Business SIP trunk experience both bad and good

Discussion in 'UK VOIP' started by tonyton614@gmail.com, Feb 19, 2009.

  1. Guest

    Looking for quality SIP trunk for business. We have a callmanager
    environment and with PRIs. We are looking into cutting cost for
    outbound calls. We are currently testing voip.co.uk and would like to
    know the good and bad experience. If anyone is currently using SIP
    trunk for business or looking for a provider, what are your experience
    so far and what do you recommend?

    Tony Ton
    , Feb 19, 2009
    #1
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  2. Tim Guest

    wrote:
    > Looking for quality SIP trunk for business. We have a callmanager
    > environment and with PRIs. We are looking into cutting cost for
    > outbound calls. We are currently testing voip.co.uk and would like to
    > know the good and bad experience. If anyone is currently using SIP
    > trunk for business or looking for a provider, what are your experience
    > so far and what do you recommend?


    We've been entirely sip trunked in our business for 2 years now, and
    we've never looked back.

    Providers to look at:

    voipunlimited
    gradwell
    aql
    voipfone


    If you are sharing the SIP trunk internet connection with other users,
    then you need something to priortise the VoIP or you will get bad call
    quality.

    Tim
    Tim, Feb 19, 2009
    #2
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  3. Guest

    On Feb 19, 10:54 am, Tim <> wrote:
    > wrote:
    > > Looking for quality SIP trunk for business. We have a callmanager
    > > environment and with PRIs. We are looking into cutting cost for
    > > outbound calls. We are currently testing voip.co.uk and would like to
    > > know the good and bad experience. If anyone is currently using SIP
    > > trunk for business or looking for a provider, what are your experience
    > > so far and what do you recommend?

    >
    > We've been entirely sip trunked in our business for 2 years now, and
    > we've never looked back.
    >
    > Providers to look at:
    >
    > voipunlimited
    > gradwell
    > aql
    > voipfone
    >
    > If you are sharing the SIP trunk internet connection with other users,
    > then you need something to priortise the VoIP or you will get bad call
    > quality.
    >
    > Tim


    Thanks for the info Tim, we would hope to run a dedicated lease line
    to the provider is possible. Does any of these provider offer that?
    , Feb 19, 2009
    #3
  4. Tim Guest

    wrote:
    > Thanks for the info Tim, we would hope to run a dedicated lease line
    > to the provider is possible. Does any of these provider offer that?



    You could ask voip.co.uk

    A leased line would probably work out more than ISDN30 unless you have
    lots and lots of channels.

    At about 2-7 channels, ADSL + SIP trunks is cheaper.

    Above this partial PRI probably better.

    Then SIP trunks become cheaper higher up again.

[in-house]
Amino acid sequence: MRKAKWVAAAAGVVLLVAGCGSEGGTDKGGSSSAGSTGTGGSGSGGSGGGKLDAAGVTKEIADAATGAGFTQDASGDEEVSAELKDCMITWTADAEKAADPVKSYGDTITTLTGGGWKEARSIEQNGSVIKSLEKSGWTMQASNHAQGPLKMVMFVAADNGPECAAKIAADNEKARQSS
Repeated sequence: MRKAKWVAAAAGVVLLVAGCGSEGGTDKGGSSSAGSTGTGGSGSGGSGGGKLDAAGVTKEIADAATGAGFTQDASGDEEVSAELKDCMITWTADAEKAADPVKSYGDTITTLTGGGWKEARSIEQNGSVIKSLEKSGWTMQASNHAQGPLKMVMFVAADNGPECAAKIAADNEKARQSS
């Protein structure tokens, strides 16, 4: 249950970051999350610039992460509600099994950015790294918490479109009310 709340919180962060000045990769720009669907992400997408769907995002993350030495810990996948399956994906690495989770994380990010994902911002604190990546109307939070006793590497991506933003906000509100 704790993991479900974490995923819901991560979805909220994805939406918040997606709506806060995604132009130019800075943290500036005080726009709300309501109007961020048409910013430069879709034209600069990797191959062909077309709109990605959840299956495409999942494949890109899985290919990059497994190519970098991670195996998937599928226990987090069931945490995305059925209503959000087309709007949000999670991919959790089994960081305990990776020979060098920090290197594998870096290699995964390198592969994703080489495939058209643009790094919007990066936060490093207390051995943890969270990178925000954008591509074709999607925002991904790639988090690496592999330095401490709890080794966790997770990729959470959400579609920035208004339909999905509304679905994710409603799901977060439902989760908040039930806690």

I wouldn't want to be tied to a provider too. I'd buy the leased line
    separately to the SIP connection. Me being me, I'd also buy the leased
    line to my own rack space in a friendly data centre, so I can pick and
    choose my internet connectivity provider.


    Gradwell and voipfone can both provide DSL circuits directly onto their
    networks.

    You should also be aware that ethernet circuits are about to have a
    price shakeup, due to the way BT price things changing.

    Check out:

    http://www.aaisp.net.uk/news-2009-01-ethernet.html

    Prices reasonable on the locations I've had quotes for.

    Tim
    Tim, Feb 20, 2009
    #4
  5. Tim Guest

    Tim wrote:
    >
    >
    > I wouldn't want to be tied to a provider too. I'd buy the leased line
    > separately to the SIP connection. Me being me, I'd also buy the leased
    > line to my own rack space in a friendly data centre, so I can pick and
    > choose my internet connectivity provider.



    I have 1 exception to this rule.

    Most telcos have second sites (outside London). If you need loads of
    channels, then a direct fibre into one of their POP sites could be very
    economical.


    Tell us where you are and I can make suggestions.


    Tim
    Tim, Feb 20, 2009
    #5
  6. In article <499e0128$0$511$>,
    Tim <> wrote:
    > wrote:
    >> Thanks for the info Tim, we would hope to run a dedicated lease line
    >> to the provider is possible. Does any of these provider offer that?

    >
    >
    >You could ask voip.co.uk
    >
    >A leased line would probably work out more than ISDN30 unless you have
    >lots and lots of channels.
    >
    >At about 2-7 channels, ADSL + SIP trunks is cheaper.
    >
    >Above this partial PRI probably better.
    >
    >Then SIP trunks become cheaper higher up again.


    I did some benchmarks of 20 concurrent calls over a business-class
    ADSL line recently (830Kb upstream), as I've a customer (a small call
    centre) looking at moving to VoIP with 20 seats - that required using G729
    though. In theory, you can squeeze 34 G729 SIP calls over an ADSL line
    with 830Kb/sec upload speed, (or close to 100 using IAX rather than SIP)
    however my concern then would be the (ADSL) equipments ability to handle